Airbus cyber grows 50% as it takes a risk perspective on threats

News by Grace Johansson

Earlier this year Ian Goslin, managing director/ head of UK cyber at Airbus Goslin updated SC Media UK on the organisation's developments in cyber-security since last speaking to SC a year ago.

Earlier this year Ian Goslin, managing director/ head of UK cyber at Airbus Goslin updated SC Media UK on the organisation’s developments in cyber-security since last speaking to SC a year ago.

"We are now a €150 million business," explained Goslin - a rapid 50 percent growth from €100 million the previous year. Geographically Airbus is located in three main countries: Germany, France and the UK. Goslin adds, "I head the UK business and it covers two elements; enterprise cyber - which includes managed security services ie SOCs; and high-grade cryptography which is utilised by the high threat club - people like the MoD, GCHQ, the Home Office, the Foreign Office etc to protect their systems. We really are one of the main players. In Corsham, we have roughly 16 members of staff and we have 150 personnel working out of Newport and this is growing. We also have a high-end cyber-consultancy located in Cheltenham, but I'm looking to bring this to Newport."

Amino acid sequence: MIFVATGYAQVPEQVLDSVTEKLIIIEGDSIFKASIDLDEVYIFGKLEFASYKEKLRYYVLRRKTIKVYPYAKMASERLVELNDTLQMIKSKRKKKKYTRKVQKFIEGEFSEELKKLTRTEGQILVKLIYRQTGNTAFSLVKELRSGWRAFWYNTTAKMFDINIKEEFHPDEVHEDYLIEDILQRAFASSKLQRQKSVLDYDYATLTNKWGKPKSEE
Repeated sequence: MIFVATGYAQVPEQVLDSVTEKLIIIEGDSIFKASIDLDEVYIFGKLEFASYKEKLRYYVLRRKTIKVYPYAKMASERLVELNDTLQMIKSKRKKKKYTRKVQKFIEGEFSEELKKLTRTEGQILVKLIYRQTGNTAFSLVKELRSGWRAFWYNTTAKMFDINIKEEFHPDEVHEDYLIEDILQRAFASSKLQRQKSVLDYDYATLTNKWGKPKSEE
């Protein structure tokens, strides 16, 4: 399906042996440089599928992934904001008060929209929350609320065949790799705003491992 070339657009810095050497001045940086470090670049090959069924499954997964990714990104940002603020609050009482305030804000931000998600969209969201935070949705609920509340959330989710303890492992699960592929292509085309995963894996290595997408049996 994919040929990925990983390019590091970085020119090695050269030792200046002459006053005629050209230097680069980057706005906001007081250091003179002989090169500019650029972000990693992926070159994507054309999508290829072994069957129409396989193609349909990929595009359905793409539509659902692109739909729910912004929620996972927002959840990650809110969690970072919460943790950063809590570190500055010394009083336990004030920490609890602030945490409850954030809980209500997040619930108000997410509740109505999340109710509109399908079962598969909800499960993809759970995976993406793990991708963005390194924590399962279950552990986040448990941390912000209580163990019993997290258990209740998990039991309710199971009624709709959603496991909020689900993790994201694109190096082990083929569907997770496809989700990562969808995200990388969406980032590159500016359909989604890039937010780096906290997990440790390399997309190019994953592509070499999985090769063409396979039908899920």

Due to the UK’s decision to leave the European Union SC wanted to find out how that would impact Airbus as a company and so we asked, has anything changed in the run up to Brexit, and can you explain your plans for what happens at Airbus if it is a ‘hard Brexit’? Goslin replied: "Tom Enders (Airbus CEO) has made it clear that a hard Brexit will have consequences and that plans are being considered. With that said for Airbus Cyber-Security, which is predominately a consultancy service, it will be less affected by the constraints of a hard Brexit. For our customers and partners, they have nothing to worry about as far as our cyber business is concerned, as there is a long-term commitment to continue our presence in the UK."

e’ve also seen GDPR introduced recently (May) so SC asked how that has impacted Airbus as an organisation, how has it hit their customers? What’s being done differently?